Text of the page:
Sunday, March 21, 2010

Book Report: The Art of Racing in the Rain by Garth Stein

I had some difficulty with this, as I have mentioned previously. That has entirely to do with my own reaction to tragedy, and this book has tragedy enough to satisfy Shakespeare. A man loses almost everything. That's not a novel, it's a country-western song.

However, this is a beautiful book. The odd charm of a tale entirely narrated by an unusually intelligent dog named Enzo ought to lend it more to comedy or farce, but the premise is taken seriously and it works. I found myself drawn into Enzo's narrative and affected by his second-person observations of his master's life and his obsession with racing. It's a story of courage under duress, about love and death and how evil can be done with the best of intentions. It brought my wife to tears when she read it (sorry, don't cry much myself).

I could write a lot about the structure of this book. The sequence of events that lead up to the eventual resolution and the device of framing the book as a recollection of past events ought to be used as textbook material for writing drama. If I have a beef with this, it is that so many of the events that befall Denny (Enzo's owner) don't seem to come out of his own actions, but out of the actions and desires of others. He's not passive. We see him making choices, but it's always a choice about whether to remain firm in the teeth of a gale rather than to "take arms against a sea of troubles." Enzo himself, within his limited capabilities, manages to take action a number of times, but I just didn't feel that his involvement in the story was sufficient to qualify him as the protagonist. He is too often merely an observer.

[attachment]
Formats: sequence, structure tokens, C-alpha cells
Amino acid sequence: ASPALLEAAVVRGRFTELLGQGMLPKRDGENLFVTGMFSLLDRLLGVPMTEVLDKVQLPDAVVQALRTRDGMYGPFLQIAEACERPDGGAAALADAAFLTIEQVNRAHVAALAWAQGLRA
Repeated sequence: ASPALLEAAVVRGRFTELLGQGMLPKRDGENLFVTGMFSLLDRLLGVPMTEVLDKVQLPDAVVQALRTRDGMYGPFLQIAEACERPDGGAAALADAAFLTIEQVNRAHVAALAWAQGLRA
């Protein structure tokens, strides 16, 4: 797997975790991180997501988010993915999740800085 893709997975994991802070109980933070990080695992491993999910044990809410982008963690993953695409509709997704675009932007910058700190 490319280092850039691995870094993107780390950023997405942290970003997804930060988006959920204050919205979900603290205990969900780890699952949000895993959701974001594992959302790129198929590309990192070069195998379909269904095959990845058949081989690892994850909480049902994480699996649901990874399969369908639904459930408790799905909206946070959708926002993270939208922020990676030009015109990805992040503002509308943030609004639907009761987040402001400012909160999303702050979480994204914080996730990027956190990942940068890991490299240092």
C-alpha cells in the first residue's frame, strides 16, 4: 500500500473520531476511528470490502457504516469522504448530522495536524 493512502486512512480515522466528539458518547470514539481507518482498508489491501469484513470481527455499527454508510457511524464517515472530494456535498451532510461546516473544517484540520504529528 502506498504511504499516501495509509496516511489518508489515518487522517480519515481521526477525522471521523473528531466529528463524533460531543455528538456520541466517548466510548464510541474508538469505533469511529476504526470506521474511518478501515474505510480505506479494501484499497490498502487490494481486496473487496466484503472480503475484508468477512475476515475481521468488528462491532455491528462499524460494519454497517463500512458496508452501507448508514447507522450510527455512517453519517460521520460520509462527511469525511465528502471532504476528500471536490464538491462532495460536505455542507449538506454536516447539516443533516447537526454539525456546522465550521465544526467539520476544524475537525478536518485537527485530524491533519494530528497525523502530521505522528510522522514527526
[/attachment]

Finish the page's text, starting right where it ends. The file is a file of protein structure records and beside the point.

But that's a quibble. This is a beautiful book beautifully written. Stein's observations about racing and what it takes to be a racer are nothing short of distillations of Zen teaching and they are rendered beautifully.

Ulysses Rating: 4 - I loved this (it would rate a 5, but I doubt I'll read this again).

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